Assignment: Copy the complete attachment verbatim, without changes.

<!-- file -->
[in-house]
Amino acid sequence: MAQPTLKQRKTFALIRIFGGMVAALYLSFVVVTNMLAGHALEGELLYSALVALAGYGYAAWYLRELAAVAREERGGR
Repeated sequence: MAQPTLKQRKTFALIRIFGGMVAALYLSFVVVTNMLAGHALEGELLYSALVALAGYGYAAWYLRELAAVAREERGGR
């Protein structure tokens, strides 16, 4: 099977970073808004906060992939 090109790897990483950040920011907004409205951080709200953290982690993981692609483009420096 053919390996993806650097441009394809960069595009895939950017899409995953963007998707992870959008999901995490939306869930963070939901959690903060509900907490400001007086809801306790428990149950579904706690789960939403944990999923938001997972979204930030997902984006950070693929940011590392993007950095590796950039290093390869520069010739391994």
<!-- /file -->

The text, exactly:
[in-house]
Amino acid sequence: MAQPTLKQRKTFALIRIFGGMVAALYLSFVVVTNMLAGHALEGELLYSALVALAGYGYAAWYLRELAAVAREERGGR
Repeated sequence: MAQPTLKQRKTFALIRIFGGMVAALYLSFVVVTNMLAGHALEGELLYSALVALAGYGYAAWYLRELAAVAREERGGR
């Protein structure tokens, strides 16, 4: 099977970073808004906060992939 090109790897990483950040920011907004409205951080709200953290982690993981692609483009420096 053919390996993806650097441009394809960069595009895939950017899409995953963007998707992870959008999901995490939306869930963070939901959690903060509900907490400001007086809801306790428990149950579904706690789960939403944990999923938001997972979204930030997902984006950070693929940011590392993007950095590796950039290093390869520069010739391994």